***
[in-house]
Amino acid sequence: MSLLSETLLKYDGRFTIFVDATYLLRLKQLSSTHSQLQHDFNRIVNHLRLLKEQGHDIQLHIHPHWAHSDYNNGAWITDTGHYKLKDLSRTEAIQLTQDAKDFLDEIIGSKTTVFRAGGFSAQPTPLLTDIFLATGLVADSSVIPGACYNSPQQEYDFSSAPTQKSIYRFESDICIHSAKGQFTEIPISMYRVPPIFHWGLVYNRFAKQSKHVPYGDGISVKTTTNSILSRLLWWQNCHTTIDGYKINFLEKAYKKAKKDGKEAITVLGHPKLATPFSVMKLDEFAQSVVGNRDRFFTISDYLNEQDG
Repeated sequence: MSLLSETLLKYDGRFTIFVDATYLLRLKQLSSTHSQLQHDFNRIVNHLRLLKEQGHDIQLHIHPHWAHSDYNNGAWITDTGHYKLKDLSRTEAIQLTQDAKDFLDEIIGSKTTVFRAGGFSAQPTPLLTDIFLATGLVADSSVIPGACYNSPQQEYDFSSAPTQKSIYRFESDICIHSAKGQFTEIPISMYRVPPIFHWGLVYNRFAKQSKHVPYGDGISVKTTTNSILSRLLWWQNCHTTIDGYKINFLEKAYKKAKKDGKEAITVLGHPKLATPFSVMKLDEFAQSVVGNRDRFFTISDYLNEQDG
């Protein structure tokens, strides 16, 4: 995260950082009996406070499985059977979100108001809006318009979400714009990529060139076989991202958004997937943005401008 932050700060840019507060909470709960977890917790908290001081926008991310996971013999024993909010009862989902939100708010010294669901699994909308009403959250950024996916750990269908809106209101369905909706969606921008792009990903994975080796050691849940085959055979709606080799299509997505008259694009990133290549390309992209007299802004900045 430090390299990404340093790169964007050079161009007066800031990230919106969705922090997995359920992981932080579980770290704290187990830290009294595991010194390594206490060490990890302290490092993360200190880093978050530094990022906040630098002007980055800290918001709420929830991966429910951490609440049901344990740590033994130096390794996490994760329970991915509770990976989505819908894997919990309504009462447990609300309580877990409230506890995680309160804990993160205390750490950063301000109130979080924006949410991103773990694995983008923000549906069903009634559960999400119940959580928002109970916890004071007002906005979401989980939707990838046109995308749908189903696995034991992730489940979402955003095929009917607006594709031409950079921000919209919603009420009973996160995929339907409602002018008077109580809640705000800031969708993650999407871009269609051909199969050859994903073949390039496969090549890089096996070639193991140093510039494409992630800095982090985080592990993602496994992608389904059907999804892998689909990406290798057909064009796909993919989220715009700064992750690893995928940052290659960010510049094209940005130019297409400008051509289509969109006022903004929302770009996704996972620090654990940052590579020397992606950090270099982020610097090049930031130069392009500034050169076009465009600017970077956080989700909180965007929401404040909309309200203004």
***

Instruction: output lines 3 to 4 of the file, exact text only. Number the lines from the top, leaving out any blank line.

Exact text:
Repeated sequence: MSLLSETLLKYDGRFTIFVDATYLLRLKQLSSTHSQLQHDFNRIVNHLRLLKEQGHDIQLHIHPHWAHSDYNNGAWITDTGHYKLKDLSRTEAIQLTQDAKDFLDEIIGSKTTVFRAGGFSAQPTPLLTDIFLATGLVADSSVIPGACYNSPQQEYDFSSAPTQKSIYRFESDICIHSAKGQFTEIPISMYRVPPIFHWGLVYNRFAKQSKHVPYGDGISVKTTTNSILSRLLWWQNCHTTIDGYKINFLEKAYKKAKKDGKEAITVLGHPKLATPFSVMKLDEFAQSVVGNRDRFFTISDYLNEQDG
């Protein structure tokens, strides 16, 4: 995260950082009996406070499985059977979100108001809006318009979400714009990529060139076989991202958004997937943005401008 932050700060840019507060909470709960977890917790908290001081926008991310996971013999024993909010009862989902939100708010010294669901699994909308009403959250950024996916750990269908809106209101369905909706969606921008792009990903994975080796050691849940085959055979709606080799299509997505008259694009990133290549390309992209007299802004900045 430090390299990404340093790169964007050079161009007066800031990230919106969705922090997995359920992981932080579980770290704290187990830290009294595991010194390594206490060490990890302290490092993360200190880093978050530094990022906040630098002007980055800290918001709420929830991966429910951490609440049901344990740590033994130096390794996490994760329970991915509770990976989505819908894997919990309504009462447990609300309580877990409230506890995680309160804990993160205390750490950063301000109130979080924006949410991103773990694995983008923000549906069903009634559960999400119940959580928002109970916890004071007002906005979401989980939707990838046109995308749908189903696995034991992730489940979402955003095929009917607006594709031409950079921000919209919603009420009973996160995929339907409602002018008077109580809640705000800031969708993650999407871009269609051909199969050859994903073949390039496969090549890089096996070639193991140093510039494409992630800095982090985080592990993602496994992608389904059907999804892998689909990406290798057909064009796909993919989220715009700064992750690893995928940052290659960010510049094209940005130019297409400008051509289509969109006022903004929302770009996704996972620090654990940052590579020397992606950090270099982020610097090049930031130069392009500034050169076009465009600017970077956080989700909180965007929401404040909309309200203004």